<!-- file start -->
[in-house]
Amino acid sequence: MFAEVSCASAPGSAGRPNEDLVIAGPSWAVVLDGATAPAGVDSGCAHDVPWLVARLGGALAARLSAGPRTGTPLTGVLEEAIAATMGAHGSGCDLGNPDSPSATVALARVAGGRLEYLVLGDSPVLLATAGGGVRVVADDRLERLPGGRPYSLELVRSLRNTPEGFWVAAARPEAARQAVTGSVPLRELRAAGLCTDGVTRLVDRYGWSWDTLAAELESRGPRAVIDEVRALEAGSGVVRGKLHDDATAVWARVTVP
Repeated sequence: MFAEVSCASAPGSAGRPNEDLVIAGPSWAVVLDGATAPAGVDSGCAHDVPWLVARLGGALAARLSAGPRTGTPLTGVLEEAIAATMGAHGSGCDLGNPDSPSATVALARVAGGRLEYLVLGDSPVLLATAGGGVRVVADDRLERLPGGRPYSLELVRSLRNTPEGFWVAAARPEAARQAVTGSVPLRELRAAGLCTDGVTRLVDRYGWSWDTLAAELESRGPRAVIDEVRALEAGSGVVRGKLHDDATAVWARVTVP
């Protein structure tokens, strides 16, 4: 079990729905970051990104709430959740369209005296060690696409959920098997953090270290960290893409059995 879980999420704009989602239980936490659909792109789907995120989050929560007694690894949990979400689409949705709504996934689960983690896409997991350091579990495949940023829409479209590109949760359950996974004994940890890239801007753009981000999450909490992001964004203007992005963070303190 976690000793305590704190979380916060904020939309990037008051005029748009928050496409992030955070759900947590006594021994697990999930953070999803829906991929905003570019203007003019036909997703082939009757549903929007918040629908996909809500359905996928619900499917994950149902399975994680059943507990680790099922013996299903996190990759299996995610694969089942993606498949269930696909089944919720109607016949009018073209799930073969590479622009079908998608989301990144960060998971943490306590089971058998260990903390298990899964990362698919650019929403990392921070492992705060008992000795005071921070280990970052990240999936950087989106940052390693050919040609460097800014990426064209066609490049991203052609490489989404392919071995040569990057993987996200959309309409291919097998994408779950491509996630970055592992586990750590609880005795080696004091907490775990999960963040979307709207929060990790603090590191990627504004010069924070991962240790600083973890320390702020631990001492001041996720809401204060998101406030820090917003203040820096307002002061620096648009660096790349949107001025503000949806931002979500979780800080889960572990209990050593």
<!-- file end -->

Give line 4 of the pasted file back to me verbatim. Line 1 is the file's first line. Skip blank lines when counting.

């Protein structure tokens, strides 16, 4: 079990729905970051990104709430959740369209005296060690696409959920098997953090270290960290893409059995 879980999420704009989602239980936490659909792109789907995120989050929560007694690894949990979400689409949705709504996934689960983690896409997991350091579990495949940023829409479209590109949760359950996974004994940890890239801007753009981000999450909490992001964004203007992005963070303190 976690000793305590704190979380916060904020939309990037008051005029748009928050496409992030955070759900947590006594021994697990999930953070999803829906991929905003570019203007003019036909997703082939009757549903929007918040629908996909809500359905996928619900499917994950149902399975994680059943507990680790099922013996299903996190990759299996995610694969089942993606498949269930696909089944919720109607016949009018073209799930073969590479622009079908998608989301990144960060998971943490306590089971058998260990903390298990899964990362698919650019929403990392921070492992705060008992000795005071921070280990970052990240999936950087989106940052390693050919040609460097800014990426064209066609490049991203052609490489989404392919071995040569990057993987996200959309309409291919097998994408779950491509996630970055592992586990750590609880005795080696004091907490775990999960963040979307709207929060990790603090590191990627504004010069924070991962240790600083973890320390702020631990001492001041996720809401204060998101406030820090917003203040820096307002002061620096648009660096790349949107001025503000949806931002979500979780800080889960572990209990050593």